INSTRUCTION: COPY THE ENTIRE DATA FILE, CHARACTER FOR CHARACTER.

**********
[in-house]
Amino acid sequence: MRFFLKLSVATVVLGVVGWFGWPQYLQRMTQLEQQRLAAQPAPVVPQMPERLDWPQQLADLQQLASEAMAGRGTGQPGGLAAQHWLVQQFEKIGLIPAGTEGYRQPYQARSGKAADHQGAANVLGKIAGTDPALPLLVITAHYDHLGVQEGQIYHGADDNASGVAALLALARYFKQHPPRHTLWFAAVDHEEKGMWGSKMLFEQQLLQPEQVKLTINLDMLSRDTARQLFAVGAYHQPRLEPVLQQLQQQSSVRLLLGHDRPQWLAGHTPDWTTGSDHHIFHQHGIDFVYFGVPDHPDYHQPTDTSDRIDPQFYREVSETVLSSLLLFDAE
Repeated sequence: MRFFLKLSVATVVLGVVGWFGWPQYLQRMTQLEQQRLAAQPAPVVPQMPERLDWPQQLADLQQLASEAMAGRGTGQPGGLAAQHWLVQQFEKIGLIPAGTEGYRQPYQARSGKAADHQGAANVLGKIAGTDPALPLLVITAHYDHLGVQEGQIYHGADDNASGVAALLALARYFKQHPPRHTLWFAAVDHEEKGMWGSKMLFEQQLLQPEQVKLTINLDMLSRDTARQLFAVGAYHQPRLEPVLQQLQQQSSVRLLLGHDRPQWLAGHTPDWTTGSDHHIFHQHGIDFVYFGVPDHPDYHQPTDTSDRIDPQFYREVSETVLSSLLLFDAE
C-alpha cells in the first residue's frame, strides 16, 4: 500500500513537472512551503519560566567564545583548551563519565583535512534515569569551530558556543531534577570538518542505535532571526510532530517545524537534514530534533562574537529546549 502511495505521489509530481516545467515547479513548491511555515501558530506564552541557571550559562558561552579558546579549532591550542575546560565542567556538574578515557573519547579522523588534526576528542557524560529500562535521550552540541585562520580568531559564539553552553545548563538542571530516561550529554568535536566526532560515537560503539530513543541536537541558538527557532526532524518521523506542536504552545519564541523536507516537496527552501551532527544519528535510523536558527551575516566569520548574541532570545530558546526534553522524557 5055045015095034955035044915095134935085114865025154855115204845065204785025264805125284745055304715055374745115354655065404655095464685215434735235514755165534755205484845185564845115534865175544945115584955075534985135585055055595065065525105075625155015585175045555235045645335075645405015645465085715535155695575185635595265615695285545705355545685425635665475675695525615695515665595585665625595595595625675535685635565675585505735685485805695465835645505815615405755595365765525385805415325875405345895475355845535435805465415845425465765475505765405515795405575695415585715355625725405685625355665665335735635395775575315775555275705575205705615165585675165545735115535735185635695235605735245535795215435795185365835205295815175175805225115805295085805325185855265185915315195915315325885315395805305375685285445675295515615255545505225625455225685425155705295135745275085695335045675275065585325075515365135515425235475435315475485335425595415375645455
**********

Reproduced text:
[in-house]
Amino acid sequence: MRFFLKLSVATVVLGVVGWFGWPQYLQRMTQLEQQRLAAQPAPVVPQMPERLDWPQQLADLQQLASEAMAGRGTGQPGGLAAQHWLVQQFEKIGLIPAGTEGYRQPYQARSGKAADHQGAANVLGKIAGTDPALPLLVITAHYDHLGVQEGQIYHGADDNASGVAALLALARYFKQHPPRHTLWFAAVDHEEKGMWGSKMLFEQQLLQPEQVKLTINLDMLSRDTARQLFAVGAYHQPRLEPVLQQLQQQSSVRLLLGHDRPQWLAGHTPDWTTGSDHHIFHQHGIDFVYFGVPDHPDYHQPTDTSDRIDPQFYREVSETVLSSLLLFDAE
Repeated sequence: MRFFLKLSVATVVLGVVGWFGWPQYLQRMTQLEQQRLAAQPAPVVPQMPERLDWPQQLADLQQLASEAMAGRGTGQPGGLAAQHWLVQQFEKIGLIPAGTEGYRQPYQARSGKAADHQGAANVLGKIAGTDPALPLLVITAHYDHLGVQEGQIYHGADDNASGVAALLALARYFKQHPPRHTLWFAAVDHEEKGMWGSKMLFEQQLLQPEQVKLTINLDMLSRDTARQLFAVGAYHQPRLEPVLQQLQQQSSVRLLLGHDRPQWLAGHTPDWTTGSDHHIFHQHGIDFVYFGVPDHPDYHQPTDTSDRIDPQFYREVSETVLSSLLLFDAE
C-alpha cells in the first residue's frame, strides 16, 4: 500500500513537472512551503519560566567564545583548551563519565583535512534515569569551530558556543531534577570538518542505535532571526510532530517545524537534514530534533562574537529546549 502511495505521489509530481516545467515547479513548491511555515501558530506564552541557571550559562558561552579558546579549532591550542575546560565542567556538574578515557573519547579522523588534526576528542557524560529500562535521550552540541585562520580568531559564539553552553545548563538542571530516561550529554568535536566526532560515537560503539530513543541536537541558538527557532526532524518521523506542536504552545519564541523536507516537496527552501551532527544519528535510523536558527551575516566569520548574541532570545530558546526534553522524557 5055045015095034955035044915095134935085114865025154855115204845065204785025264805125284745055304715055374745115354655065404655095464685215434735235514755165534755205484845185564845115534865175544945115584955075534985135585055055595065065525105075625155015585175045555235045645335075645405015645465085715535155695575185635595265615695285545705355545685425635665475675695525615695515665595585665625595595595625675535685635565675585505735685485805695465835645505815615405755595365765525385805415325875405345895475355845535435805465415845425465765475505765405515795405575695415585715355625725405685625355665665335735635395775575315775555275705575205705615165585675165545735115535735185635695235605735245535795215435795185365835205295815175175805225115805295085805325185855265185915315195915315325885315395805305375685285445675295515615255545505225625455225685425155705295135745275085695335045675275065585325075515365135515425235475435315475485335425595415375645455